WHENEVER you hop onto Dublin Bus or the Luas at the moment, you’ll easily see two apps in widespread use on smartphones – Candy Crush Saga (see below), and WhatsApp.
For those who may be new to smartphones – even today, there are still many who are – WhatsApp is a free (for the first year; minimal charge thereafter) messenger app that uses 3G or Wifi to send free texts and other media contact to anyone using the same app – thus completely bypassing mobile carrier services.
Until very recently, WhatsApp had a comparatively low profile, without any of the social buzz surrounding the likes of Instagram, Snapchat, or Facebook. Speaking of which …
Enter Mark Zuckerberg, Facebook’s founder, who made a pretty astonishing deal in late February to buy WhatsApp for the Dr Evil-ish sum of $19bn (in euro by my calculations, that’s … a lot of money).
“Facebook buys WhatsApp for $19bn” is a headline that’s been widely reported, and which you may have already seen.
However, there’s been a comparative lack of insight into why Facebook paid such an eyebrow-raising figure for an app that doesn’t generate any major revenue at present.
Gazing into The Gazette’s crystal ball, and using the same finely-honed guesstimate skills that tech watchers and financial analysts are using at the moment, I can confidently gues- err, predict that this latest tech acquisition was a tactical move by Facebook.
After all, while Facebook has leapt into the public eye and imagination in recent years, there are certain markets – such as across various Asian countries, for example – where its uptake hasn’t been as rapid, or unchallenged.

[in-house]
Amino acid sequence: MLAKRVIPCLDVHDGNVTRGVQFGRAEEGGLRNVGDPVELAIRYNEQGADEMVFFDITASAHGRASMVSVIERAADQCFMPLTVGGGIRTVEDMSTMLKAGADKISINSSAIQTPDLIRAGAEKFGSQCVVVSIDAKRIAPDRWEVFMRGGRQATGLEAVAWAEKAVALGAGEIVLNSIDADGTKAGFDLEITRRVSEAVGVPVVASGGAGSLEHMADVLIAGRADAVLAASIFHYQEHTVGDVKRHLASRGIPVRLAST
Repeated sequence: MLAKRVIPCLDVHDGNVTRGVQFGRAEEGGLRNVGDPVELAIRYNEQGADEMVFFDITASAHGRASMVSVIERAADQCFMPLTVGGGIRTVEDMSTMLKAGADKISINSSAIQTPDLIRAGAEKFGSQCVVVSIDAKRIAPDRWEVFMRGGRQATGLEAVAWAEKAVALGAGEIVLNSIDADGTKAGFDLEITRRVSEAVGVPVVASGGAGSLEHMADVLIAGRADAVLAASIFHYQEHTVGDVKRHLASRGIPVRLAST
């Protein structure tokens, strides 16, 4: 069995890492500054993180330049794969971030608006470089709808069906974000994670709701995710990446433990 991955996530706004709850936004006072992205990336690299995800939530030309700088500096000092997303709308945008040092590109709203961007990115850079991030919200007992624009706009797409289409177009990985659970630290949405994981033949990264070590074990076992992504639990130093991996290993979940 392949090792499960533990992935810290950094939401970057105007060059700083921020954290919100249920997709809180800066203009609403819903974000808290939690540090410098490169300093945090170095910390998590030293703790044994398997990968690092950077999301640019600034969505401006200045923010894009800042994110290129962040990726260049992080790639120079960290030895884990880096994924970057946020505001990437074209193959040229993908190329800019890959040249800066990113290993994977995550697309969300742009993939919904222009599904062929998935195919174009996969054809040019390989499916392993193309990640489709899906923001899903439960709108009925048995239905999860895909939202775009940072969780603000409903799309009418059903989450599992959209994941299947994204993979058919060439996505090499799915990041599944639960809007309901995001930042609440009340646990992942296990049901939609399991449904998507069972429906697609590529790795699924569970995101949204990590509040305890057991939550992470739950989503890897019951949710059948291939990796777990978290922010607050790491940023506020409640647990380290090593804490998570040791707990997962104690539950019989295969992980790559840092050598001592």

In such sectors, WhatsApp (and similar services) have a strong presence, with communications messengers providing a bigger challenge to social media than in our Western markets.
Bearing this in mind, WhatsApp’s acquisition is a way to further bolster the Facebook brand globally, and especially in such comparatively weaker markets.
For now, the $19bn deal – comprising a hefty chunk of money up front, stock shares and further payments down the road – sees Facebook as owner of the hugely-successful messenger service.
With that, it can be presumed to start automatically data-mining all of the data exchanges that WhatsApp users have been sending for a few years.
Armed with this data, Facebook could work on further refining its advertising strategies and algorithms, as well as seeking to further monetise WhatsApp (possibly by introducing tailored advertising to the currently ads-free, streamlined app) while a wild card guess could see WhatsApp integrated into Facebook – all of which add value to the overall Facebook brand.
In the short term, it seems like a crazy figure to have paid out, but in the long run, it could turn out to be a prescient purchase for Facebook.
And, at least it didn’t pay a truly ridiculous price for the company like, say, $20bn …